Sparta Christian Church
Until the building of the bridge across Eagle Creek, about 1873, there were actually two Sparta, Kentuckys. The oldest and largest settlement (called Old Sparta) was on the Owen county side. It consisted of a group of log houses clustered near a Mill, one store with a Masonic Hall above, and a blacksmith shop. The smaller settlement (New Sparta), on the Gallatin county side, contained the railroad depot. The bridge brought these two settlements together into one larger community. Soon the town built a school of its own (about 1875), the "Old Red School House." It was a two story structure with a grove of trees "planted by the Samuel boys" in the yard making it a nice playground for the town children, with a Masonic Hall upstairs, and with a large school room which could be used for "entertainments, for literary and debating societies," and for church services and revivals. At this time, the people in Sparta held their church membership with Drury's Chapel, Lick Creek, Poplar Grove, and New Liberty churches.
Early in 1875 John T. Hawkins, minister of the Christian Church at New Liberty (then called evangelist of the Church of Christ at New Liberty), held a "meeting" in the Sparta school house. Several were converted through his preaching. Brother Hawkins, seeing the need of a local church in Sparta, therefore persuaded the converts and the members of his church who lived in Sparta to form a separate organization under the "watchcare" of the New Liberty Church. On April 28, 1875, twenty five persons signed a declaration to "meet together at Sparta, Ky. according to the New Testament for the purpose of mutual edification and the discharge of all the duties made incumbent upon us by virtue of our union with Christ." This group met regularly for Communion in the Sparta school house, having preaching and Sunday School but irregularly. In March, 1877 Brother Coppage and J.H. Beasley held a series of meetings for the nucleus group during which eight persons joined the Sparta group.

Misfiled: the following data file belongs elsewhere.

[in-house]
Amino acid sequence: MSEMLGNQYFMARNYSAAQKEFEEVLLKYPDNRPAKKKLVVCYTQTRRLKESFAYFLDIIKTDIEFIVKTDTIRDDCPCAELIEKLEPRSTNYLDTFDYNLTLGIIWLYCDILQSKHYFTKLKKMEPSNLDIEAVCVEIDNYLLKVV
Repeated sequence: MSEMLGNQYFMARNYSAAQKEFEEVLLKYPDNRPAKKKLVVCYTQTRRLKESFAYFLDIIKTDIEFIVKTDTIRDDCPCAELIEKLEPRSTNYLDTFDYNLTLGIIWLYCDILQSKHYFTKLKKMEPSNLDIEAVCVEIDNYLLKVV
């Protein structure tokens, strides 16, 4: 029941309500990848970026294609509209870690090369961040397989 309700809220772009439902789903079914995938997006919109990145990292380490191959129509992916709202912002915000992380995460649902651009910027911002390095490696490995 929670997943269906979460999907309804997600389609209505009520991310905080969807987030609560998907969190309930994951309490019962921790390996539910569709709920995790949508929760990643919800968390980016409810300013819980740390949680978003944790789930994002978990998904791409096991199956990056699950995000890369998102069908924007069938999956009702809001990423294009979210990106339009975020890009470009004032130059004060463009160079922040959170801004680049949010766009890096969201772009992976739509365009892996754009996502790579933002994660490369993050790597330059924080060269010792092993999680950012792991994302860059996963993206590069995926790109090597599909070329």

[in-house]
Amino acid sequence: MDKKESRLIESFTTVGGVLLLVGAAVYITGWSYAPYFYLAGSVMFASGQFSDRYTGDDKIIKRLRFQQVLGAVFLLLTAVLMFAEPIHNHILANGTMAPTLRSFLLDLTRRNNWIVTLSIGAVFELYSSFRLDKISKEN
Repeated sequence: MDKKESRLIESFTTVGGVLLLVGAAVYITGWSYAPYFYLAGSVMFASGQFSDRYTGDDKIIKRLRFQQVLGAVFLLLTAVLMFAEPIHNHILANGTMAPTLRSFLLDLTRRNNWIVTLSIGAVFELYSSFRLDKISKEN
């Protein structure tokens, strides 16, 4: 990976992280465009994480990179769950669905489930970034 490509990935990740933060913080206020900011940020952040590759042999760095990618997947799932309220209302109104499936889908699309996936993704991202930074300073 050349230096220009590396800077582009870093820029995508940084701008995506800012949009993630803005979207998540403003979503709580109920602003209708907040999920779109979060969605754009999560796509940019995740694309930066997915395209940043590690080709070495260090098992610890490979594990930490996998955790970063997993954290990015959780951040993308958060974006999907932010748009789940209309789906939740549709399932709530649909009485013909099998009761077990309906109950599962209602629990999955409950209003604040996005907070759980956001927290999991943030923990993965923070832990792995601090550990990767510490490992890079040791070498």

On the first Sunday of February, 1878, a permanent church organization was formed. A Brother William Pinkerton presided at the meeting. G.S. Williams and George A. Wigal were elected Elders; W.M. Ribelin, D.C. Jameson, and H. Winn were chosen Deacons; and Caswell Samuel was made secretary and treasurer.
The permanent organization continued to meet as before in the Old Red School House. Communion continued to be observed regularly but preaching and Sunday School classes were held only irregularly. There are recorded several "meetings" which were held during the churchless period of the permanent organization. In June, 1878 Pinkerton returned and held a meeting in which two were added to the church. In September 10, 1879, a Brother Coppage held a meeting in which two were converted. Beginning February 23, 1880, Brother Elliot held a meeting resulting in seventeen additions. On April 1, 1883, a Brother Hile was employed to preach the ensuing year. Then in July, 1884, a Brother Knapp held a meeting with one convert. In September 1884, a Brother James Thornberry held a meeting which had no additions. In February 1887, a Brother John I. Boyer held a meeting with twenty seven additions. On April 1, 1887, a Brother P.H. Duncan was employed for the remainder of the year.